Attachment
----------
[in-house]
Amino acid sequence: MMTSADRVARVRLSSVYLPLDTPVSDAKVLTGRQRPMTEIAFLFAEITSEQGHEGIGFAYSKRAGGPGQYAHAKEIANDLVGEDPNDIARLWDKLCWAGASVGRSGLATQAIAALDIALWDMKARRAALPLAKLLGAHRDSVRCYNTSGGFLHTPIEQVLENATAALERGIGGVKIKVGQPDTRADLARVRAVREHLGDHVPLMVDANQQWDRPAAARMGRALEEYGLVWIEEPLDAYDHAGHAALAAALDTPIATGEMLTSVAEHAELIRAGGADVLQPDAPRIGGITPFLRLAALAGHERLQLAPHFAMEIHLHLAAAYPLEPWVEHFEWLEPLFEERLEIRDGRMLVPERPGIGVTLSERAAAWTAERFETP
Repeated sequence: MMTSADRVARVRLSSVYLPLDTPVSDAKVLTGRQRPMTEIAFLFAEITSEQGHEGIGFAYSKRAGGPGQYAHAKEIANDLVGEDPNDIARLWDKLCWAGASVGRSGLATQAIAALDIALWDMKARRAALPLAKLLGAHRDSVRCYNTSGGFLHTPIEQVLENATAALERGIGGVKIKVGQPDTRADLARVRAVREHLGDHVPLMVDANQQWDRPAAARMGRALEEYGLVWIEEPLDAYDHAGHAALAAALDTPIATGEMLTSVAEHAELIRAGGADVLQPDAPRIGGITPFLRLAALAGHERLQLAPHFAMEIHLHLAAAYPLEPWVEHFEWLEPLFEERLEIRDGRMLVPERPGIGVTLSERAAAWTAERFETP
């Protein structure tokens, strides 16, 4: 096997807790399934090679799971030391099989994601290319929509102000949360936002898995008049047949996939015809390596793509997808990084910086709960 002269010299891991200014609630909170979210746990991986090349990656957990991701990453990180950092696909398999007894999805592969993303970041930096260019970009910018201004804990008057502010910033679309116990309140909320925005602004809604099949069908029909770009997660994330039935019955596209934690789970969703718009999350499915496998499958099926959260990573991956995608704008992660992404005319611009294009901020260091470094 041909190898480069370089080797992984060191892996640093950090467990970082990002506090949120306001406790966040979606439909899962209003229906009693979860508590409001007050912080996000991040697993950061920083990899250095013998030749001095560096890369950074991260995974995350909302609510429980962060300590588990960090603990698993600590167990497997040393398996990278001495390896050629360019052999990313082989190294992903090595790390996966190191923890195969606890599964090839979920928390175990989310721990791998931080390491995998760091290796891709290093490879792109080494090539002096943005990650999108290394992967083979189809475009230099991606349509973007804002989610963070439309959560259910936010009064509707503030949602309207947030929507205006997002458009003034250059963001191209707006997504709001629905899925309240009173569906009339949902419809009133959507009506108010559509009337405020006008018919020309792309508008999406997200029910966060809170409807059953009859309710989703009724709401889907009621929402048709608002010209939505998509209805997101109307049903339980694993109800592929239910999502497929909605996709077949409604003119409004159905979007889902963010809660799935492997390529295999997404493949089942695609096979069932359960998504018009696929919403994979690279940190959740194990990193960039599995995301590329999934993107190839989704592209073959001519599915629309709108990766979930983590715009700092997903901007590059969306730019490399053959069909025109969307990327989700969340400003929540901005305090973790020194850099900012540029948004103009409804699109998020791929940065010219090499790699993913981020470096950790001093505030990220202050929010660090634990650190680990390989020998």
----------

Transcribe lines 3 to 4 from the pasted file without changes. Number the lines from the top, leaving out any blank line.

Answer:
Repeated sequence: MMTSADRVARVRLSSVYLPLDTPVSDAKVLTGRQRPMTEIAFLFAEITSEQGHEGIGFAYSKRAGGPGQYAHAKEIANDLVGEDPNDIARLWDKLCWAGASVGRSGLATQAIAALDIALWDMKARRAALPLAKLLGAHRDSVRCYNTSGGFLHTPIEQVLENATAALERGIGGVKIKVGQPDTRADLARVRAVREHLGDHVPLMVDANQQWDRPAAARMGRALEEYGLVWIEEPLDAYDHAGHAALAAALDTPIATGEMLTSVAEHAELIRAGGADVLQPDAPRIGGITPFLRLAALAGHERLQLAPHFAMEIHLHLAAAYPLEPWVEHFEWLEPLFEERLEIRDGRMLVPERPGIGVTLSERAAAWTAERFETP
């Protein structure tokens, strides 16, 4: 096997807790399934090679799971030391099989994601290319929509102000949360936002898995008049047949996939015809390596793509997808990084910086709960 002269010299891991200014609630909170979210746990991986090349990656957990991701990453990180950092696909398999007894999805592969993303970041930096260019970009910018201004804990008057502010910033679309116990309140909320925005602004809604099949069908029909770009997660994330039935019955596209934690789970969703718009999350499915496998499958099926959260990573991956995608704008992660992404005319611009294009901020260091470094 041909190898480069370089080797992984060191892996640093950090467990970082990002506090949120306001406790966040979606439909899962209003229906009693979860508590409001007050912080996000991040697993950061920083990899250095013998030749001095560096890369950074991260995974995350909302609510429980962060300590588990960090603990698993600590167990497997040393398996990278001495390896050629360019052999990313082989190294992903090595790390996966190191923890195969606890599964090839979920928390175990989310721990791998931080390491995998760091290796891709290093490879792109080494090539002096943005990650999108290394992967083979189809475009230099991606349509973007804002989610963070439309959560259910936010009064509707503030949602309207947030929507205006997002458009003034250059963001191209707006997504709001629905899925309240009173569906009339949902419809009133959507009506108010559509009337405020006008018919020309792309508008999406997200029910966060809170409807059953009859309710989703009724709401889907009621929402048709608002010209939505998509209805997101109307049903339980694993109800592929239910999502497929909605996709077949409604003119409004159905979007889902963010809660799935492997390529295999997404493949089942695609096979069932359960998504018009696929919403994979690279940190959740194990990193960039599995995301590329999934993107190839989704592209073959001519599915629309709108990766979930983590715009700092997903901007590059969306730019490399053959069909025109969307990327989700969340400003929540901005305090973790020194850099900012540029948004103009409804699109998020791929940065010219090499790699993913981020470096950790001093505030990220202050929010660090634990650190680990390989020998």